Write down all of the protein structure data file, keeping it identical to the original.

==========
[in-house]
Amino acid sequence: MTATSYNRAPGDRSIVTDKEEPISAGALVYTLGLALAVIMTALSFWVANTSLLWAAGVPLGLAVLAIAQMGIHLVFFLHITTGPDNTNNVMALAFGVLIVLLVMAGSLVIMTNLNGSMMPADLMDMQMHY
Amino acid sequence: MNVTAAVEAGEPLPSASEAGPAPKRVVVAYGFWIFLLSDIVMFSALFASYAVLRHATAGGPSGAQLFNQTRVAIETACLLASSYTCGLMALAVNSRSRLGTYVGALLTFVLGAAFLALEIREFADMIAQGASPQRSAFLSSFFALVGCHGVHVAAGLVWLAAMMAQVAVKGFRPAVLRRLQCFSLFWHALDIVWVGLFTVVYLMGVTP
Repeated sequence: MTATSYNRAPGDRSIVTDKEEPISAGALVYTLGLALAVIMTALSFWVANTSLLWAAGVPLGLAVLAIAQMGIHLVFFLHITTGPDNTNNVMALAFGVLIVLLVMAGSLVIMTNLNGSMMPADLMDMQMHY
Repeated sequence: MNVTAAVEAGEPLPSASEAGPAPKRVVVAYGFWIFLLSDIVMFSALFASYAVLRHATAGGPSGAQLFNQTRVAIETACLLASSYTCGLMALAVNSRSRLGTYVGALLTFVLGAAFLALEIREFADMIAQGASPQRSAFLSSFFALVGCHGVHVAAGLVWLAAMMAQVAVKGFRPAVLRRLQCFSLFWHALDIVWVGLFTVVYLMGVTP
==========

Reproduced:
[in-house]
Amino acid sequence: MTATSYNRAPGDRSIVTDKEEPISAGALVYTLGLALAVIMTALSFWVANTSLLWAAGVPLGLAVLAIAQMGIHLVFFLHITTGPDNTNNVMALAFGVLIVLLVMAGSLVIMTNLNGSMMPADLMDMQMHY
Amino acid sequence: MNVTAAVEAGEPLPSASEAGPAPKRVVVAYGFWIFLLSDIVMFSALFASYAVLRHATAGGPSGAQLFNQTRVAIETACLLASSYTCGLMALAVNSRSRLGTYVGALLTFVLGAAFLALEIREFADMIAQGASPQRSAFLSSFFALVGCHGVHVAAGLVWLAAMMAQVAVKGFRPAVLRRLQCFSLFWHALDIVWVGLFTVVYLMGVTP
Repeated sequence: MTATSYNRAPGDRSIVTDKEEPISAGALVYTLGLALAVIMTALSFWVANTSLLWAAGVPLGLAVLAIAQMGIHLVFFLHITTGPDNTNNVMALAFGVLIVLLVMAGSLVIMTNLNGSMMPADLMDMQMHY
Repeated sequence: MNVTAAVEAGEPLPSASEAGPAPKRVVVAYGFWIFLLSDIVMFSALFASYAVLRHATAGGPSGAQLFNQTRVAIETACLLASSYTCGLMALAVNSRSRLGTYVGALLTFVLGAAFLALEIREFADMIAQGASPQRSAFLSSFFALVGCHGVHVAAGLVWLAAMMAQVAVKGFRPAVLRRLQCFSLFWHALDIVWVGLFTVVYLMGVTP